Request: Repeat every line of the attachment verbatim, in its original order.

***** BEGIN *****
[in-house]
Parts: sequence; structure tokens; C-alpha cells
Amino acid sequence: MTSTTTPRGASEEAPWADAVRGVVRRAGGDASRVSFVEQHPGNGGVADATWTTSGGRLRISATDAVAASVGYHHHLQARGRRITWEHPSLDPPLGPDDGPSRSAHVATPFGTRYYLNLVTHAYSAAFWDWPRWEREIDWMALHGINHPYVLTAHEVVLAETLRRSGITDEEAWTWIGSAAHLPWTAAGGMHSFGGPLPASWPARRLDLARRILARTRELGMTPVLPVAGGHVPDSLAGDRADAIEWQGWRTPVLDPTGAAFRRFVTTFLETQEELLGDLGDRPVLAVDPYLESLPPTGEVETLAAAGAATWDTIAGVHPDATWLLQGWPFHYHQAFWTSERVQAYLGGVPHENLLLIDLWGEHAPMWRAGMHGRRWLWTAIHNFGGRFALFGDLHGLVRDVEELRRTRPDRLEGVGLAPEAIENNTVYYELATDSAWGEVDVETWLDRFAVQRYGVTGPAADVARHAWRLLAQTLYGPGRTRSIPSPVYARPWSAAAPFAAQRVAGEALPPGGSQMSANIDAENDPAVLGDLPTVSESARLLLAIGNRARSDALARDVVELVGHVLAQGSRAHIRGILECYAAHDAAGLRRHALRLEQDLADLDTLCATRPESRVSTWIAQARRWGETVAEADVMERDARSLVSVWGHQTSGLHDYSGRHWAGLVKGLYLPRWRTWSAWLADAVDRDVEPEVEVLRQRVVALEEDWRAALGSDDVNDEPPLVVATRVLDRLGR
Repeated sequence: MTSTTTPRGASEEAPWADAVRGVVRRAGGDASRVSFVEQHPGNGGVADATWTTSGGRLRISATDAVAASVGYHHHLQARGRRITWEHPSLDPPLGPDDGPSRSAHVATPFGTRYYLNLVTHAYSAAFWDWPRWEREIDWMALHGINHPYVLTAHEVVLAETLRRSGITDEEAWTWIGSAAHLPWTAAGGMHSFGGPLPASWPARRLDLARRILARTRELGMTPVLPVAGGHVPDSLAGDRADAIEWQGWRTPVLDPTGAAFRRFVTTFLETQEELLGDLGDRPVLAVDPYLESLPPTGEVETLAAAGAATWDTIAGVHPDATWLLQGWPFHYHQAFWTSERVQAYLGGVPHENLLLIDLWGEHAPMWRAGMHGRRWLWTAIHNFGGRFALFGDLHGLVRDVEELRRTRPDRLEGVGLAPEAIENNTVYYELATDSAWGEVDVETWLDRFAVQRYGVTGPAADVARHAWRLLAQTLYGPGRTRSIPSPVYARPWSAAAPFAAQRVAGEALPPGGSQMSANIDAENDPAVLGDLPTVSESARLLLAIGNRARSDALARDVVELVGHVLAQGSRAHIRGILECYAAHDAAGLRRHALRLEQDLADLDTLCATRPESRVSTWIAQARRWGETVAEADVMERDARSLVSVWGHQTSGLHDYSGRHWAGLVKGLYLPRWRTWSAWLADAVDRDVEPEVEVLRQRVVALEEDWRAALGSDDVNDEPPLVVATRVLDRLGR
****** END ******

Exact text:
[in-house]
Parts: sequence; structure tokens; C-alpha cells
Amino acid sequence: MTSTTTPRGASEEAPWADAVRGVVRRAGGDASRVSFVEQHPGNGGVADATWTTSGGRLRISATDAVAASVGYHHHLQARGRRITWEHPSLDPPLGPDDGPSRSAHVATPFGTRYYLNLVTHAYSAAFWDWPRWEREIDWMALHGINHPYVLTAHEVVLAETLRRSGITDEEAWTWIGSAAHLPWTAAGGMHSFGGPLPASWPARRLDLARRILARTRELGMTPVLPVAGGHVPDSLAGDRADAIEWQGWRTPVLDPTGAAFRRFVTTFLETQEELLGDLGDRPVLAVDPYLESLPPTGEVETLAAAGAATWDTIAGVHPDATWLLQGWPFHYHQAFWTSERVQAYLGGVPHENLLLIDLWGEHAPMWRAGMHGRRWLWTAIHNFGGRFALFGDLHGLVRDVEELRRTRPDRLEGVGLAPEAIENNTVYYELATDSAWGEVDVETWLDRFAVQRYGVTGPAADVARHAWRLLAQTLYGPGRTRSIPSPVYARPWSAAAPFAAQRVAGEALPPGGSQMSANIDAENDPAVLGDLPTVSESARLLLAIGNRARSDALARDVVELVGHVLAQGSRAHIRGILECYAAHDAAGLRRHALRLEQDLADLDTLCATRPESRVSTWIAQARRWGETVAEADVMERDARSLVSVWGHQTSGLHDYSGRHWAGLVKGLYLPRWRTWSAWLADAVDRDVEPEVEVLRQRVVALEEDWRAALGSDDVNDEPPLVVATRVLDRLGR
Repeated sequence: MTSTTTPRGASEEAPWADAVRGVVRRAGGDASRVSFVEQHPGNGGVADATWTTSGGRLRISATDAVAASVGYHHHLQARGRRITWEHPSLDPPLGPDDGPSRSAHVATPFGTRYYLNLVTHAYSAAFWDWPRWEREIDWMALHGINHPYVLTAHEVVLAETLRRSGITDEEAWTWIGSAAHLPWTAAGGMHSFGGPLPASWPARRLDLARRILARTRELGMTPVLPVAGGHVPDSLAGDRADAIEWQGWRTPVLDPTGAAFRRFVTTFLETQEELLGDLGDRPVLAVDPYLESLPPTGEVETLAAAGAATWDTIAGVHPDATWLLQGWPFHYHQAFWTSERVQAYLGGVPHENLLLIDLWGEHAPMWRAGMHGRRWLWTAIHNFGGRFALFGDLHGLVRDVEELRRTRPDRLEGVGLAPEAIENNTVYYELATDSAWGEVDVETWLDRFAVQRYGVTGPAADVARHAWRLLAQTLYGPGRTRSIPSPVYARPWSAAAPFAAQRVAGEALPPGGSQMSANIDAENDPAVLGDLPTVSESARLLLAIGNRARSDALARDVVELVGHVLAQGSRAHIRGILECYAAHDAAGLRRHALRLEQDLADLDTLCATRPESRVSTWIAQARRWGETVAEADVMERDARSLVSVWGHQTSGLHDYSGRHWAGLVKGLYLPRWRTWSAWLADAVDRDVEPEVEVLRQRVVALEEDWRAALGSDDVNDEPPLVVATRVLDRLGR